CT Scan

Treatment for Whiplash-Associated Disorders

The recommended treatment can vary based on the severity of the symptoms and associated disorders. Doctors might recommend self-care measures to people with mild or moderate cases. Some of these at-home treatments might include the following:

  • Over-the-counter non-steroidal anti-inflammatory drugs (NSAIDs) such as ibuprofen or sodium naproxen
  • Applications of ice during the acute phase to reduce inflammation and pain followed by applications of heat to the affected area
  • Acetaminophen to relieve pain
  • Rest

While cervical collars used to be commonly recommended, many doctors no longer do because they can exacerbate weakness of the neck muscles.

For people with severe injuries and those for whom the symptoms do not subside, medical intervention might be necessary. A combination of some of the following types of treatment might be recommended:

  • Physical therapy
  • Chiropractic care
  • Corticosteroid injections
  • Massage therapy
  • Psychotherapy
  • Nerve blocks

Lifestyle changes might also be recommended, including making more nutritious food choices, getting more exercise, cessation of smoking, and others.

Risk Factors for Chronic Whiplash-Associated Disorders

While most people will fully recover from whiplash-related injuries in three months or less, some people develop chronic symptoms that can affect them for months or years. Chronic whiplash-associated disorders are associated with certain risk factors, including the following:

  • Sex – Females are likelier to develop chronic whiplash symptoms than males
  • Age – Older adults are likelier to suffer chronic whiplash symptoms than younger people because of pre-existing conditions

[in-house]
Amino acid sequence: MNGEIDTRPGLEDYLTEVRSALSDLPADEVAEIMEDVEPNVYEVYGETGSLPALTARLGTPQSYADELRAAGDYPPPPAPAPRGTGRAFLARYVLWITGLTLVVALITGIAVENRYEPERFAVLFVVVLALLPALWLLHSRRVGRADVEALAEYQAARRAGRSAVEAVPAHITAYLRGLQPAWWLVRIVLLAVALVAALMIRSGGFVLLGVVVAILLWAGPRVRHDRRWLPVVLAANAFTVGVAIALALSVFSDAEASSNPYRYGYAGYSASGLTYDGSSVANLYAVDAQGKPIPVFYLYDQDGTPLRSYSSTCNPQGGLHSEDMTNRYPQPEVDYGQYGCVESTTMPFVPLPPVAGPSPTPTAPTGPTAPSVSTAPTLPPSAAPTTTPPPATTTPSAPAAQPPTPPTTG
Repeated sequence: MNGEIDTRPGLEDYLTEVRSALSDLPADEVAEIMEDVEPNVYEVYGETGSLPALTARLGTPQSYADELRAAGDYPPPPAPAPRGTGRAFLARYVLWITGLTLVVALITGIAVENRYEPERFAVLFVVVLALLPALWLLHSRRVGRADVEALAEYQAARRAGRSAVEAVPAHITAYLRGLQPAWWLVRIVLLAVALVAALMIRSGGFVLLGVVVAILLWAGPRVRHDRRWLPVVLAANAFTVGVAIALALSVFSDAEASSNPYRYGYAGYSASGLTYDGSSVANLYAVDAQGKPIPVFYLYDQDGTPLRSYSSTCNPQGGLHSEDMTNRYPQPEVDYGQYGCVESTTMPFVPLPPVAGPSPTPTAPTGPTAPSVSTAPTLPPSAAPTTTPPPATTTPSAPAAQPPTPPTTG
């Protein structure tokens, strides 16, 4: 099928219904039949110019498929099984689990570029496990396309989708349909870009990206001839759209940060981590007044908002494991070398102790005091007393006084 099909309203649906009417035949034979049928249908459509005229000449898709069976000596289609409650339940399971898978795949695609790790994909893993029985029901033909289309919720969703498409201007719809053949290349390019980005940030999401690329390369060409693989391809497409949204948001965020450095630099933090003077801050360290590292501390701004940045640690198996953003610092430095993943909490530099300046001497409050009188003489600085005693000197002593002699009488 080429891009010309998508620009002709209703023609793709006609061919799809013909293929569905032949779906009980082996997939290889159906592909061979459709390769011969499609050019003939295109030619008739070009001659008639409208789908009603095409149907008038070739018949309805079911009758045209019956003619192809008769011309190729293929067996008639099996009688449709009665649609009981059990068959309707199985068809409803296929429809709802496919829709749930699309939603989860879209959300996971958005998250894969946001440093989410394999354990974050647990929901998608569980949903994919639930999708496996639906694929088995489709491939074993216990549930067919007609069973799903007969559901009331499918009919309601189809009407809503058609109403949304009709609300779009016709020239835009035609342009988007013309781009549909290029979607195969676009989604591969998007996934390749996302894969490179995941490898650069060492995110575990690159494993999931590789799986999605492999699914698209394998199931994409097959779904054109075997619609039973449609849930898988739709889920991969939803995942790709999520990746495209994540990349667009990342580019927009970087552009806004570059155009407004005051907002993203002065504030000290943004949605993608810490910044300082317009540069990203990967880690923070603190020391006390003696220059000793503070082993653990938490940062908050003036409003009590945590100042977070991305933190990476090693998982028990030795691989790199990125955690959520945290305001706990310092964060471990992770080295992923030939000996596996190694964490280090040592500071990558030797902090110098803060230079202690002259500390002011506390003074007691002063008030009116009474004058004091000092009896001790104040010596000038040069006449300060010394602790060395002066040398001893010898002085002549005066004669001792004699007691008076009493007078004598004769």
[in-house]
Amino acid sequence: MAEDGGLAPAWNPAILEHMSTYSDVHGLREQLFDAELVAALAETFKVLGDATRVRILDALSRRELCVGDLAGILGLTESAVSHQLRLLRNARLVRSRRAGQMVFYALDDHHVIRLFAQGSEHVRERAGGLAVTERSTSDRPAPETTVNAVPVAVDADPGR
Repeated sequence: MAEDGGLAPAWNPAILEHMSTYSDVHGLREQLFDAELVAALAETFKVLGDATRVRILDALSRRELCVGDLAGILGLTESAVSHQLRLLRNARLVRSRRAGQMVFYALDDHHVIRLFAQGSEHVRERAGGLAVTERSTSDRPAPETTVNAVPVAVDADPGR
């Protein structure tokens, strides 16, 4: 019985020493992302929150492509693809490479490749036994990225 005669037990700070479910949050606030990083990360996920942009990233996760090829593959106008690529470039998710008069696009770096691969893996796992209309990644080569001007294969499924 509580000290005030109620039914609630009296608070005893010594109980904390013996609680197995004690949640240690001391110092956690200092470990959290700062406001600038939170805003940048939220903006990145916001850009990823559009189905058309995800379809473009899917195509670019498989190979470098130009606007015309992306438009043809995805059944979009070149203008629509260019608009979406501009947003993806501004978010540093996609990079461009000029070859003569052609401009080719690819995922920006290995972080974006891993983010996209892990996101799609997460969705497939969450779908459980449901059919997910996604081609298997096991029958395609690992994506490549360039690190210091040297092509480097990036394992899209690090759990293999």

• Development of post-traumatic stress disorder following the crash can prolong whiplash symptoms
  • Experiencing severe pain immediately after the crash can indicate a more serious whiplash injury and a longer period of recovery

Some people with chronic whiplash-associated disorders might suffer from chronic headaches, persistent pain, limited mobility of the neck and head, and anxiety or depression. Chronic symptoms can greatly interfere with the victim’s ability to perform routine tasks and participate in activities that he or she previously enjoyed.

Even when people are unsure whether they have been injured following a car accident, they should still seek immediate medical attention. Getting prompt medical care and a proper diagnosis might help to facilitate a victim’s recovery and prevent the symptoms from worsening. When people are diagnosed with whiplash-associated disorders following a collision caused by the negligence of someone else, they should consult an experienced personal injury attorney as soon as possible about their legal options. Car accident victims whose injuries were caused by the negligence of someone else might be entitled to pursue compensation through a legal claim.